Chinese New Year

A man wearing a protective mask walks along an empty street in Beijing on 31 January 2020, following the Wuhan coronavirus outbreak. (Nicolas Asfouri/AFP)

As long as there’s still a grain of rice, stay home

Singaporean journalist Edwin Ong shares his story on surviving the Wuhan coronavirus outbreak in Chongqing, China. From his observation, the long period of self-isolation is wearing down Chinese residents’ resolve to stay home for everyone’s sake. One tires most by doing nothing.
Wuhan skyscrapers are wrapped in motivational slogans to rally the people together in the fight against the 2019-nCoV. (Xinhua)

Just back from China, Lorna Wei says "May the force be with us"

Graduate student Lorna Wei returned to her hometown in Hebei province for the Chinese New Year holidays, only to land in the eye of the 2019 Novel Coronavirus storm. She shares her personal experience, from the inside.
Visitors offer up prayers on the first day of the first lunar month at Wong Tai Sin temple in Hong Kong, 25 January 2020. (Dale de la Rey/AFP)

[Photo story] A muzzled anxious start to the Rat Year in China

Chinese New Year is usually a time of celebration and feasting, with the festivities stretching all through the first fifteen days of the first lunar month. This year, however, the arrival of the Wuhan coronavirus has put a significant dampener on what is generally the biggest festival of the year for the Chinese. ThinkChina offers a glimpse into the muted welcome for the Year of the Rat.
My hometown, Shenjiamen (沈家门). (Photo: Shu Jie, provided by Chen Nahui)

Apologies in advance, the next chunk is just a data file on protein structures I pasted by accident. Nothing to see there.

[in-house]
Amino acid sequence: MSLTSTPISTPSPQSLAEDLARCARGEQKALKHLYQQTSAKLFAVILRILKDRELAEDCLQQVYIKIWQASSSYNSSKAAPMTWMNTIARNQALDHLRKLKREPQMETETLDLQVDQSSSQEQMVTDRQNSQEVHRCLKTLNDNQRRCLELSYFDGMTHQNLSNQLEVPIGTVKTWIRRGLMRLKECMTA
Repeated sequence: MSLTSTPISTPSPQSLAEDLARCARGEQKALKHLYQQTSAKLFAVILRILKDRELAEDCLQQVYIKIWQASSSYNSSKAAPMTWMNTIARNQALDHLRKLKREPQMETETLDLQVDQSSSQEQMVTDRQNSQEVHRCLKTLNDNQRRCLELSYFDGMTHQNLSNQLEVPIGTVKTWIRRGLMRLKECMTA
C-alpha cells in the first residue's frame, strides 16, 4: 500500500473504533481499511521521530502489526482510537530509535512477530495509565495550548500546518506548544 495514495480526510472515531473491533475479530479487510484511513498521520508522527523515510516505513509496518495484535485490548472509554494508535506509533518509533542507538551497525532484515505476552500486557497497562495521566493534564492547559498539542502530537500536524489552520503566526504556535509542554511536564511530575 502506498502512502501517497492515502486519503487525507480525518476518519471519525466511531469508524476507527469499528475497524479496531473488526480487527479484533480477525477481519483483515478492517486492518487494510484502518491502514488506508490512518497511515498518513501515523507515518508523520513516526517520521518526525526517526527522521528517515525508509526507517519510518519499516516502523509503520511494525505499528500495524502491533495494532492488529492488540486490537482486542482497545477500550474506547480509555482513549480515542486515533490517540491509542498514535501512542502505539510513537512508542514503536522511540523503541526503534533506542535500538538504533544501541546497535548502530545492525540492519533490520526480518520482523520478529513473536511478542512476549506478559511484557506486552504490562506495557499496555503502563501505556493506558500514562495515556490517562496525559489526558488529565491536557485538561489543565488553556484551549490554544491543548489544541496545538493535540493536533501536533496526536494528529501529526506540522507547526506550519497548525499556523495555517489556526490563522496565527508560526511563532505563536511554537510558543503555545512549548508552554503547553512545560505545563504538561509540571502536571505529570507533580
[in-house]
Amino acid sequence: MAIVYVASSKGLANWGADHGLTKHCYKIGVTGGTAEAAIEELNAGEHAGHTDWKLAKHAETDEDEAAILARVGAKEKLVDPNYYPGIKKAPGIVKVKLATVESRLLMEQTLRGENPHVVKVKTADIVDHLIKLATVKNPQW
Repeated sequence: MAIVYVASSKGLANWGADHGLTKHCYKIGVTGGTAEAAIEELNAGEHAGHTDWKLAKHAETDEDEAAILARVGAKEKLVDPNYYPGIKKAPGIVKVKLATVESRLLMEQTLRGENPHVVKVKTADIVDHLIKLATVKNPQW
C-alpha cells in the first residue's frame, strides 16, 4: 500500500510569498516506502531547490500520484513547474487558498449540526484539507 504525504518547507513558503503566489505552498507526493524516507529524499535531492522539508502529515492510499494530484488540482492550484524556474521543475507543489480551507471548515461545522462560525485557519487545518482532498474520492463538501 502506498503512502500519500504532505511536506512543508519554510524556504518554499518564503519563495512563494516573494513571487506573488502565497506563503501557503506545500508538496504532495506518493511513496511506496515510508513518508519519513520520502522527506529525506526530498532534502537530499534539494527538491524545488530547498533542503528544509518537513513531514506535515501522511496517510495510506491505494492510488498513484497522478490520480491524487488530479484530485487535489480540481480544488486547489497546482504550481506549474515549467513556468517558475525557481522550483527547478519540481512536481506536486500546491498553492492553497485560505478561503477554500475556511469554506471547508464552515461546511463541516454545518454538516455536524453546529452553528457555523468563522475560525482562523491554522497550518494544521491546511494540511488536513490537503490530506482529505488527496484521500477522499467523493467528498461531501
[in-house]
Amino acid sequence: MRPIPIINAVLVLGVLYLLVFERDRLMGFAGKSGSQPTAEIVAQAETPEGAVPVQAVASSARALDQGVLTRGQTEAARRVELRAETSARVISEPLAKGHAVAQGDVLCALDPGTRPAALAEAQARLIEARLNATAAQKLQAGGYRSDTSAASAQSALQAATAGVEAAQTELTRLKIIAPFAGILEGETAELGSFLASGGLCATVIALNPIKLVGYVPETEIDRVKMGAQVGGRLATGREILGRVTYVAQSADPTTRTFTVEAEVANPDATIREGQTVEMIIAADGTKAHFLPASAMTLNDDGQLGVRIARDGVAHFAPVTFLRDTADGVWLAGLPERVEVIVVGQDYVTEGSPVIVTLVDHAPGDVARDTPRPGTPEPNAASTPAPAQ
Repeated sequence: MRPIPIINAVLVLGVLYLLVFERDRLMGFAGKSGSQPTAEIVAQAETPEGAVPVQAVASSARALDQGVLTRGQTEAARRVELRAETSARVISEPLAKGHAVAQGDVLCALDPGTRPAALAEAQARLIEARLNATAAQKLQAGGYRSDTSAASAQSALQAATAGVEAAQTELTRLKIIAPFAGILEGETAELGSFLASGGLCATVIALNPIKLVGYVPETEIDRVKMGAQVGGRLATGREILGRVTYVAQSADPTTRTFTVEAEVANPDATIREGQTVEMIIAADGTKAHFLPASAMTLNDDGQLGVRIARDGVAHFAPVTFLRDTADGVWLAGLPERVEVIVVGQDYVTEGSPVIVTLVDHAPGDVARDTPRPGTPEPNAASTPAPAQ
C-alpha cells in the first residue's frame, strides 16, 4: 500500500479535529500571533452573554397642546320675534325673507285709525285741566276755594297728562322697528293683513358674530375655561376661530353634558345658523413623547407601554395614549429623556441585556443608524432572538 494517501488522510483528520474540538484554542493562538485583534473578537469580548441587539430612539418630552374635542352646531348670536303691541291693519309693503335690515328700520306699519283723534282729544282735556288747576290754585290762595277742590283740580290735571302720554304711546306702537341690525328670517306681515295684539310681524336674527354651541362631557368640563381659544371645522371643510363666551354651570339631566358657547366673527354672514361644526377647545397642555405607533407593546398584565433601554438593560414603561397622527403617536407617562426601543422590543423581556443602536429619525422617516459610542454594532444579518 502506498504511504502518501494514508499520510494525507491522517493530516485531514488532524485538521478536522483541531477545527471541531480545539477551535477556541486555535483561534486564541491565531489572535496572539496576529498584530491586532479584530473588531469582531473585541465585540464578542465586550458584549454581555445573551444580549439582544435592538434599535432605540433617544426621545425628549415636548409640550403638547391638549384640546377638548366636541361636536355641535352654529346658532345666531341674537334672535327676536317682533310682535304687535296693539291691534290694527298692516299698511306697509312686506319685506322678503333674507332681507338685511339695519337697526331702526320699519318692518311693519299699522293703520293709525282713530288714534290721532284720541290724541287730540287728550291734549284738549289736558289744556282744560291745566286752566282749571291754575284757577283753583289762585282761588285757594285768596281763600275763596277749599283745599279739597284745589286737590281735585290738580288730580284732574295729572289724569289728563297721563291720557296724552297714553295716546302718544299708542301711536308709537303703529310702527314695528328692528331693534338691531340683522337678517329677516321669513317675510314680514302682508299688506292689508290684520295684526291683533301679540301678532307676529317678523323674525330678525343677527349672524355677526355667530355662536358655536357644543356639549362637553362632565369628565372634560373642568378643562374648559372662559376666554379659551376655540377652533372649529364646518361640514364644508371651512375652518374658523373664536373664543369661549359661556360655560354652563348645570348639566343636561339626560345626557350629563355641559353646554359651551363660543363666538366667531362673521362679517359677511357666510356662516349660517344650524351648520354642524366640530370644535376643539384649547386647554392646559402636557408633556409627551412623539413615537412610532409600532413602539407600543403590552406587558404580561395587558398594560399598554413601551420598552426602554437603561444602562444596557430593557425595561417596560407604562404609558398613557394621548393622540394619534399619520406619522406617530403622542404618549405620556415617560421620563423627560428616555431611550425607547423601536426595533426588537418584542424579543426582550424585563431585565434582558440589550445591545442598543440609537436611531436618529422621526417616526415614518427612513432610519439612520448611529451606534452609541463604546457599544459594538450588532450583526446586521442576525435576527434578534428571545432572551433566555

[Chinese New Year Special] My hometown is no longer an unchanging home

Young academic Chen Nahui, assistant professor at the China University of Political Science and Law, thinks about the confluence of time and space as she flits between New Year memories long past. What has become of her hometown Shenjiamen, a port town in Zhejiang?
A family portrait with the writer (front row, left).

[Chinese New Year Special] Family rituals of a Shandong Spring Festival

Chinese New Year customs and practices can be different depending on where one is, whether within or outside of China. Young academic Pang Ruizhi describes his Chinese New Year as a child in Shandong, northern China.
My family reunion dinner at Fengnan, Tangshan, Hebei Province. (Photo: Lorna Wei)

[Chinese New Year Special] Food changes, and so does the world

There was a time when “fatty” and “oily” were signs of prosperity. Young academic Lorna Wei reminisces that gone are the days of fighting over the last meatball as the post-80s and post-90s generation Chinese become more wealthy. But with material abundance comes emptiness. Is it harder to be happy? The realities of Chinese life hit home as the Spring Festival draws near.
Fairgoers blowing bubbles at the Confucius Temple lantern display. The floating bubbles lend an air of fantasy to the scene.

[Chinese New Year Special] A bygone era: Chinese New Year celebrations during the time of the Republic of China

The Chinese calendar, based on observations of sun and moon, was chiefly used to mark agrarian time. With the dawn of the Republic of China in 1912, official calendars were reset to the Gregorian system. No matter that the start of the year was now 1 January, people’s lives were still much tied to the land. They welcomed the Spring Festival and Chinese New Year with relish, celebrating their well-earned rest from toil. Photo collector Hsu Chung-mao shares his precious images of celebrations in Beijing and Nanjing from a bygone era.